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Home > Research > Researchers > Maggie Mort
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Current Postgraduate Research Students

Maggie Mort supervises 6 postgraduate research students. Some of the students have produced research profiles, these are listed below:

Student research profiles

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Professor Maggie Mort

Professor

Maggie Mort

Furness Building

Lancaster University

Bailrigg

Lancaster LA1 4YG

United Kingdom

Tel: +44 1524 594077

Location:

PhD supervision

Topics I would be interested in supervising include:
science, technology and medicine studies - in particular studies of clinical practice, learning and evidence telecare and domestic space; governance and ethics of new care technologies; evidence in action studies; lay ethnographies of technoscience;disaster and recovery studies; disease containment strategy - in particular zoonoses

Current Teaching

I convene Disasters: why do things go wrong? in Part II Sociology and also teach on Health, Life & Bodies  with Celia Roberts where we have pioneered problem based learning methods in Sociology. I contribute to the MSc in Clinical Research (Qualitative Methods) and Analysing Qualitative Data in the FASS research training programme.

I am a Problem Based Learning tutor and Director of Special Study Modules for the Lancaster Medical Degree.

I am currently supervising four doctoral students and two Academic Clinical Fellows in studies relating to biosensors, co-production of services, vaccine policy, patient safety and situated learning.

A former journalist and health correspondent on local/regional newspapers, I came to Lancaster 15 years ago from Leeds University where my first post-doctoral research post was in health policy and politics.

Research Interests

Sociology of science, technology and medicine: technological change, telemedicine and telecare, innovation in health science and technology, health policy and politics, disaster and recovery studies. I work largely with ethnographic and participative methodologies.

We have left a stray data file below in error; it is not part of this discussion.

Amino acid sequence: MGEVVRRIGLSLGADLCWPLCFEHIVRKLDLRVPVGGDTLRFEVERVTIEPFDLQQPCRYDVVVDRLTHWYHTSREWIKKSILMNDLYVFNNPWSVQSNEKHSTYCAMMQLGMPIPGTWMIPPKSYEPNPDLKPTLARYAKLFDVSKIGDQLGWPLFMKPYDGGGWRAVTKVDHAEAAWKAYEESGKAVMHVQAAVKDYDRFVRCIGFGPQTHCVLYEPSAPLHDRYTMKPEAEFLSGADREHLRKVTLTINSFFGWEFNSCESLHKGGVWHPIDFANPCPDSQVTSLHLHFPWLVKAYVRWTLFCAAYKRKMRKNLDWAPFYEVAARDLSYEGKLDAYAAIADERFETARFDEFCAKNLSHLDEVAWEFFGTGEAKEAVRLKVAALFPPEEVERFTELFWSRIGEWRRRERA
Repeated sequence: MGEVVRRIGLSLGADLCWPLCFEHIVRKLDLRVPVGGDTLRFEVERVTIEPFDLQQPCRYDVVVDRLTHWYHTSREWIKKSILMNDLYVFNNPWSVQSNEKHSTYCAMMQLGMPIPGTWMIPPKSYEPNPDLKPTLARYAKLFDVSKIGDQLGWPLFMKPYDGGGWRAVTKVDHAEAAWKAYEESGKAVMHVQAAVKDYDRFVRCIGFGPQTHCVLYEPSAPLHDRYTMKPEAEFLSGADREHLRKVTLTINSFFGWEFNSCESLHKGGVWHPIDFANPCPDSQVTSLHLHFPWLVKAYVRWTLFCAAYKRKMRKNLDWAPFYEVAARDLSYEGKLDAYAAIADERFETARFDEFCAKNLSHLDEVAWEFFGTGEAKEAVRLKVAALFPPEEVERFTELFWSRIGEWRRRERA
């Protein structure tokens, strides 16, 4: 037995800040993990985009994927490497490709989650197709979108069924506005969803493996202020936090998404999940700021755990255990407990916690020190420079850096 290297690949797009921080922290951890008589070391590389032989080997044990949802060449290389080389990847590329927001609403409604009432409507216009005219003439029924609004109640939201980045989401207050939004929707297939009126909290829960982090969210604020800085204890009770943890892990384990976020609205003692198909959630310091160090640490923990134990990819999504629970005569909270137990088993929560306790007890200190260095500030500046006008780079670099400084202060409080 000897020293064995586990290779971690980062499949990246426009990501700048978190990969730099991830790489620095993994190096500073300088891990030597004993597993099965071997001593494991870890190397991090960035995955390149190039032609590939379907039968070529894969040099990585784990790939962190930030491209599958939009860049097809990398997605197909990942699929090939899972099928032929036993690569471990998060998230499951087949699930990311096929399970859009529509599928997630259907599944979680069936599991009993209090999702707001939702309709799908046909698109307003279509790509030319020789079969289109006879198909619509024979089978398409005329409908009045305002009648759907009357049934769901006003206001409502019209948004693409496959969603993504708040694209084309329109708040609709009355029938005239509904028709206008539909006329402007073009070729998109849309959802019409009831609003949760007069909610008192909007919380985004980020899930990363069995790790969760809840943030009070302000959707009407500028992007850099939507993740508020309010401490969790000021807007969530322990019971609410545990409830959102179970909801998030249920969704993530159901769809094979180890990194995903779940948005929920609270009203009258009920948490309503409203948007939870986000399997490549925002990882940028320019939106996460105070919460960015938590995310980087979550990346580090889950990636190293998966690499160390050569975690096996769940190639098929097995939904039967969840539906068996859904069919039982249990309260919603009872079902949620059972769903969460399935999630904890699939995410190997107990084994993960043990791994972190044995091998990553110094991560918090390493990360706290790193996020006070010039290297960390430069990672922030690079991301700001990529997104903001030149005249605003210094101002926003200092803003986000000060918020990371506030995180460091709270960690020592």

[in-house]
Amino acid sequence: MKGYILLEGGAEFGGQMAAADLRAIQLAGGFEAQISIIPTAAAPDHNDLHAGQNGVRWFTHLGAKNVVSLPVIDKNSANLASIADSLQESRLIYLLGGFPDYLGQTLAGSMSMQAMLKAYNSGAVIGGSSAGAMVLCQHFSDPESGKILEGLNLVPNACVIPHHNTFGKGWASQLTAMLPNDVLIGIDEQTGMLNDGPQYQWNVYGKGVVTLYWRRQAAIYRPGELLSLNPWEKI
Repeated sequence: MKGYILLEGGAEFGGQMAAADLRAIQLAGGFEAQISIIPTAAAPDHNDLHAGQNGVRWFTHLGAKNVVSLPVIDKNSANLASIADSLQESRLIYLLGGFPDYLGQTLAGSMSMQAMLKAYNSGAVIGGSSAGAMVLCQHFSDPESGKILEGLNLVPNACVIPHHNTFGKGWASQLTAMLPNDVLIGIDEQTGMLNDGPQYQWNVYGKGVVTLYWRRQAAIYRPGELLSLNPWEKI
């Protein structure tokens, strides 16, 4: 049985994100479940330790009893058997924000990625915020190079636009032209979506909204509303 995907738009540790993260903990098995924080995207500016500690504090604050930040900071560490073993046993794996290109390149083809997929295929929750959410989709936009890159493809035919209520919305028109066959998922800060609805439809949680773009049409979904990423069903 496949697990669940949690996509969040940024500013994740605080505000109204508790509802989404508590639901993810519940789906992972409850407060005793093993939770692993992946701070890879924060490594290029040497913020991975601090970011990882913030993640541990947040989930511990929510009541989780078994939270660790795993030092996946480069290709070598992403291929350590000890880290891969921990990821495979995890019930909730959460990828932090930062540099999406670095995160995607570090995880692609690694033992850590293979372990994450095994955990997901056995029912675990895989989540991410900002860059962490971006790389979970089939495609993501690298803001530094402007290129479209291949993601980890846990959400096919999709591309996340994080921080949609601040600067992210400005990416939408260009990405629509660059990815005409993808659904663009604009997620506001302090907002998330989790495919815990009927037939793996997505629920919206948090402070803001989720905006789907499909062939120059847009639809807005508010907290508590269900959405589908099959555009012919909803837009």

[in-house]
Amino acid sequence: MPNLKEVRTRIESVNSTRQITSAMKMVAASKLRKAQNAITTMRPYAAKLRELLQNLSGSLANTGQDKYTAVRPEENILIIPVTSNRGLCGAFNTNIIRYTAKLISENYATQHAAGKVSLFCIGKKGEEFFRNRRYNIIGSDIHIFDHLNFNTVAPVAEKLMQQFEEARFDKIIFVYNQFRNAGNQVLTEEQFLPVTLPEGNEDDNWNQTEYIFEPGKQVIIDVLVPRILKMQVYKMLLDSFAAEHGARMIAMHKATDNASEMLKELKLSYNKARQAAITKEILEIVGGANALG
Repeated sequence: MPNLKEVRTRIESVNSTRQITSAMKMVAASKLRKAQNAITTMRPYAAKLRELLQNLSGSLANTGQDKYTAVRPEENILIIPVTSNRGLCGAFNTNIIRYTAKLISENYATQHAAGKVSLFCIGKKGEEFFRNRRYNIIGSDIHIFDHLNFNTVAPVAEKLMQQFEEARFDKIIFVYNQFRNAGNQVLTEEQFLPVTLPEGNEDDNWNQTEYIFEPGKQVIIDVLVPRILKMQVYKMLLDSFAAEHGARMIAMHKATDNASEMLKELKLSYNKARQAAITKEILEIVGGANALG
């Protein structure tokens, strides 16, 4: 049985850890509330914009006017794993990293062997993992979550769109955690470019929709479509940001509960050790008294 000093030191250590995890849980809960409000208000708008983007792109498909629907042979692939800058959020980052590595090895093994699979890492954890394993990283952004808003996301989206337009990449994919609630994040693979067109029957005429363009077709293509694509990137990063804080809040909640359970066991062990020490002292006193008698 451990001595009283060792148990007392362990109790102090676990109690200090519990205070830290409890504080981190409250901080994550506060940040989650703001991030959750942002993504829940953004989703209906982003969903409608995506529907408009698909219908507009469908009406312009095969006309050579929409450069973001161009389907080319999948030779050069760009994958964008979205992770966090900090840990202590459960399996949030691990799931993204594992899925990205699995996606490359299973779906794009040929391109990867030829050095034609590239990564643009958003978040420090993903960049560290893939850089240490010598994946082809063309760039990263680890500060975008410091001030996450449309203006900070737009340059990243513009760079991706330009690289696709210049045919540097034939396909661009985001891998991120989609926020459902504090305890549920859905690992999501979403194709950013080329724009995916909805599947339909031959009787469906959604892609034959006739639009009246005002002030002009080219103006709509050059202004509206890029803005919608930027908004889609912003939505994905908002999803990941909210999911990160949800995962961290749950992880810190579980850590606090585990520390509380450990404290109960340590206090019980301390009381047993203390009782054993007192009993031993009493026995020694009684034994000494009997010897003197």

Current and recent projects include:

  • Children, young people and disasters: recovery and resilience (ESRC Urgency Project)
  • Living Data: Biosensors in Everyday Life (with Celia Roberts & Adrian Mackenzie)
  • Lost in Translation: Complexity, Risk and Resilience in Animal Disease Strategies - an inter-disciplinary evaluation of the natural and societal effectiveness of containment strategies for animal diseases (ESRC/NERC Rural Economy & Land Use Programme RELU). http://www.lec.lancs.ac.uk/cswm/LiT/po.php
  • EFORTT: Ethical Frameworks for Telecare Technologies for Older People at Home, (EC FP7 Science in Society) Co-ordinator of collaborative research project http://www.lancs.ac.uk/efortt/index.html
  • Flood, vulnerability and resilience: a real-time study of local recovery following the floods of June 2007 in Hull (Environment Agency/ESRC) http://www.lec.lancs.ac.uk/cswm/Hull%20Floods%20Project/HFP_home.php
  • The Health & Social Consequences of the 2001 UK Foot & Mouth Disease Epidemic (Department of Health)
  • Understanding Expertise in Anaesthesia (NHS R&D Fund)
  • The Social Construction of Evaluation in Telemedicine and Telehealthcare (Department of Health)
  • Telemedicine, Telehealthcare & the Future Patient (ESRC/MRC Innovative Health Technologies Programme)

Contractor for the EC FP5 Thematic Network, 'Identifying Trends in European Medical Space' (ITEMS) and the FP6 Specific Support Action, Governance, Health & Medicine: opening dialogue between social scientists and users (MEDUSE), see: http://www.csi.ensmp.fr/WebCSI/ITEMS/index.php

Development of a 'living' archive of the 2001 FMD epidemic, Cumbria County Council community project see: http://www.footandmouthstudy.org.uk/

Health & Social Consequences of the 2001 FMD epidemic dataset acquired and archived by the ESRC Economic & Social Data Service (Qualidata) as a 'classic study' http://www.esds.ac.uk/qualidata/introduction.asp

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